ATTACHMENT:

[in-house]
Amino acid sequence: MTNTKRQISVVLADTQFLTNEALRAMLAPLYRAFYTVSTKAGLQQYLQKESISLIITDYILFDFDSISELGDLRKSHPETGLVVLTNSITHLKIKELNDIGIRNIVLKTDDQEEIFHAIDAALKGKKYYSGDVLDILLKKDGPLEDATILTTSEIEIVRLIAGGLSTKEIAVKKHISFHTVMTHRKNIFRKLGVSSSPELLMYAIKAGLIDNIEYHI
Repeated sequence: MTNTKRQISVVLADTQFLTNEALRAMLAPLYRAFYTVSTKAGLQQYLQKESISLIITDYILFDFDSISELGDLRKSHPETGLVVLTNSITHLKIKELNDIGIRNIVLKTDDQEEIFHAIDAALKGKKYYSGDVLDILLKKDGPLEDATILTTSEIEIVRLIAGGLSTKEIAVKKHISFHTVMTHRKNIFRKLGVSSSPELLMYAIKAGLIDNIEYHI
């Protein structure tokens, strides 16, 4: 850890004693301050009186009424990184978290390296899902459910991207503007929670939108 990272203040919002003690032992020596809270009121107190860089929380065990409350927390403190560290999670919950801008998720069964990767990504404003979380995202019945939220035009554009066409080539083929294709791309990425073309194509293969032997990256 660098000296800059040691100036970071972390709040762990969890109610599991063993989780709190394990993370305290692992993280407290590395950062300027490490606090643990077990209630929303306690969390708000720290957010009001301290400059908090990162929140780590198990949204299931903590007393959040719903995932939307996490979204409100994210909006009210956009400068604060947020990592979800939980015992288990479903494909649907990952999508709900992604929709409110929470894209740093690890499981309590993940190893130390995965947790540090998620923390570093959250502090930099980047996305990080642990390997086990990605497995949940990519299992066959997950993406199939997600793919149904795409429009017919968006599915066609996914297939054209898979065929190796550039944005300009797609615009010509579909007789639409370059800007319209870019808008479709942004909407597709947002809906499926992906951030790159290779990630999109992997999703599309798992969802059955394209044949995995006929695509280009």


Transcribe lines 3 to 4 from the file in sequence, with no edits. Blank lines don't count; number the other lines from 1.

Repeated sequence: MTNTKRQISVVLADTQFLTNEALRAMLAPLYRAFYTVSTKAGLQQYLQKESISLIITDYILFDFDSISELGDLRKSHPETGLVVLTNSITHLKIKELNDIGIRNIVLKTDDQEEIFHAIDAALKGKKYYSGDVLDILLKKDGPLEDATILTTSEIEIVRLIAGGLSTKEIAVKKHISFHTVMTHRKNIFRKLGVSSSPELLMYAIKAGLIDNIEYHI
């Protein structure tokens, strides 16, 4: 850890004693301050009186009424990184978290390296899902459910991207503007929670939108 990272203040919002003690032992020596809270009121107190860089929380065990409350927390403190560290999670919950801008998720069964990767990504404003979380995202019945939220035009554009066409080539083929294709791309990425073309194509293969032997990256 660098000296800059040691100036970071972390709040762990969890109610599991063993989780709190394990993370305290692992993280407290590395950062300027490490606090643990077990209630929303306690969390708000720290957010009001301290400059908090990162929140780590198990949204299931903590007393959040719903995932939307996490979204409100994210909006009210956009400068604060947020990592979800939980015992288990479903494909649907990952999508709900992604929709409110929470894209740093690890499981309590993940190893130390995965947790540090998620923390570093959250502090930099980047996305990080642990390997086990990605497995949940990519299992066959997950993406199939997600793919149904795409429009017919968006599915066609996914297939054209898979065929190796550039944005300009797609615009010509579909007789639409370059800007319209870019808008479709942004909407597709947002809906499926992906951030790159290779990630999109992997999703599309798992969802059955394209044949995995006929695509280009």